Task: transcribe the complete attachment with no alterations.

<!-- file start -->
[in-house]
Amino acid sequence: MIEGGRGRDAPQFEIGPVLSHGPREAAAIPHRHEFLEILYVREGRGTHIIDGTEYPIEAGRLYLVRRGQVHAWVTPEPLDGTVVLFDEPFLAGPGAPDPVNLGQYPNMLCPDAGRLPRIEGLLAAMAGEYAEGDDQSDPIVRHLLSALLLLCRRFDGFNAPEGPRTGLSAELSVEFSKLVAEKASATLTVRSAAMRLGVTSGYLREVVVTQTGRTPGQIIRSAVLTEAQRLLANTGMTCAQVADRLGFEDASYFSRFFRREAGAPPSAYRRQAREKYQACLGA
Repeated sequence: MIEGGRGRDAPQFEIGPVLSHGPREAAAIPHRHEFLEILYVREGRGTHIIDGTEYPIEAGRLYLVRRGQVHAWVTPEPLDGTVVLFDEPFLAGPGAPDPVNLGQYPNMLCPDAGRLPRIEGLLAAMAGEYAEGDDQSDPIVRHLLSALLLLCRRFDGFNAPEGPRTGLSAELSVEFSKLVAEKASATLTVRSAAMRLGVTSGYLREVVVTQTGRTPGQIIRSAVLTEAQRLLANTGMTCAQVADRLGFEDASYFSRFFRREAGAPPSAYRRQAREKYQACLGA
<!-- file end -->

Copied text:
[in-house]
Amino acid sequence: MIEGGRGRDAPQFEIGPVLSHGPREAAAIPHRHEFLEILYVREGRGTHIIDGTEYPIEAGRLYLVRRGQVHAWVTPEPLDGTVVLFDEPFLAGPGAPDPVNLGQYPNMLCPDAGRLPRIEGLLAAMAGEYAEGDDQSDPIVRHLLSALLLLCRRFDGFNAPEGPRTGLSAELSVEFSKLVAEKASATLTVRSAAMRLGVTSGYLREVVVTQTGRTPGQIIRSAVLTEAQRLLANTGMTCAQVADRLGFEDASYFSRFFRREAGAPPSAYRRQAREKYQACLGA
Repeated sequence: MIEGGRGRDAPQFEIGPVLSHGPREAAAIPHRHEFLEILYVREGRGTHIIDGTEYPIEAGRLYLVRRGQVHAWVTPEPLDGTVVLFDEPFLAGPGAPDPVNLGQYPNMLCPDAGRLPRIEGLLAAMAGEYAEGDDQSDPIVRHLLSALLLLCRRFDGFNAPEGPRTGLSAELSVEFSKLVAEKASATLTVRSAAMRLGVTSGYLREVVVTQTGRTPGQIIRSAVLTEAQRLLANTGMTCAQVADRLGFEDASYFSRFFRREAGAPPSAYRRQAREKYQACLGA